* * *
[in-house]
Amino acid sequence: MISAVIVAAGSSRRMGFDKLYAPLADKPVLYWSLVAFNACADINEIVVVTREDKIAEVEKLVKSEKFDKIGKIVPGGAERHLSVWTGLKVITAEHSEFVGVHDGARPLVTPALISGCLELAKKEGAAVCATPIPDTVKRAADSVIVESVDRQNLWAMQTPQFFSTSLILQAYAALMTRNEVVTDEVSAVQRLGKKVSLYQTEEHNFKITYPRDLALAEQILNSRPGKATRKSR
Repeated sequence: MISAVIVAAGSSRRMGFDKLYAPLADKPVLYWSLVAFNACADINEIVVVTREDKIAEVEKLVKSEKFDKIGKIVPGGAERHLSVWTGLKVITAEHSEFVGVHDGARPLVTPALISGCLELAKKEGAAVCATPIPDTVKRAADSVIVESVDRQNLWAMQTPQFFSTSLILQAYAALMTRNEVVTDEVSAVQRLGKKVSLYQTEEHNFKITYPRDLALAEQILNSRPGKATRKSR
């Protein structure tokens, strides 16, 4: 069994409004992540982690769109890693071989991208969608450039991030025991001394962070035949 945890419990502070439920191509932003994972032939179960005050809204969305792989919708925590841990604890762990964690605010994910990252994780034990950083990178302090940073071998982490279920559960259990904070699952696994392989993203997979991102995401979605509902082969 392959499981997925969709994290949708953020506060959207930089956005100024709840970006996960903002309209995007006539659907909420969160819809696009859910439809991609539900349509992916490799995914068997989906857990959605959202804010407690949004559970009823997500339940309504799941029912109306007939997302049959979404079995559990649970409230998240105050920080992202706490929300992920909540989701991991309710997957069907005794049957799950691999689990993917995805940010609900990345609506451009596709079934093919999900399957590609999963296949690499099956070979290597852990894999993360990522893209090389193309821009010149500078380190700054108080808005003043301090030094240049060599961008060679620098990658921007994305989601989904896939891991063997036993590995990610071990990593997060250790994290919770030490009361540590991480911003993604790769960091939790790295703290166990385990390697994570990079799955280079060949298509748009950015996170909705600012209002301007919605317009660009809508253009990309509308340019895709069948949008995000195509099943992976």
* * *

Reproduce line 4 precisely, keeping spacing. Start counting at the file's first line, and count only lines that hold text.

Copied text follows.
């Protein structure tokens, strides 16, 4: 069994409004992540982690769109890693071989991208969608450039991030025991001394962070035949 945890419990502070439920191509932003994972032939179960005050809204969305792989919708925590841990604890762990964690605010994910990252994780034990950083990178302090940073071998982490279920559960259990904070699952696994392989993203997979991102995401979605509902082969 392959499981997925969709994290949708953020506060959207930089956005100024709840970006996960903002309209995007006539659907909420969160819809696009859910439809991609539900349509992916490799995914068997989906857990959605959202804010407690949004559970009823997500339940309504799941029912109306007939997302049959979404079995559990649970409230998240105050920080992202706490929300992920909540989701991991309710997957069907005794049957799950691999689990993917995805940010609900990345609506451009596709079934093919999900399957590609999963296949690499099956070979290597852990894999993360990522893209090389193309821009010149500078380190700054108080808005003043301090030094240049060599961008060679620098990658921007994305989601989904896939891991063997036993590995990610071990990593997060250790994290919770030490009361540590991480911003993604790769960091939790790295703290166990385990390697994570990079799955280079060949298509748009950015996170909705600012209002301007919605317009660009809508253009990309509308340019895709069948949008995000195509099943992976």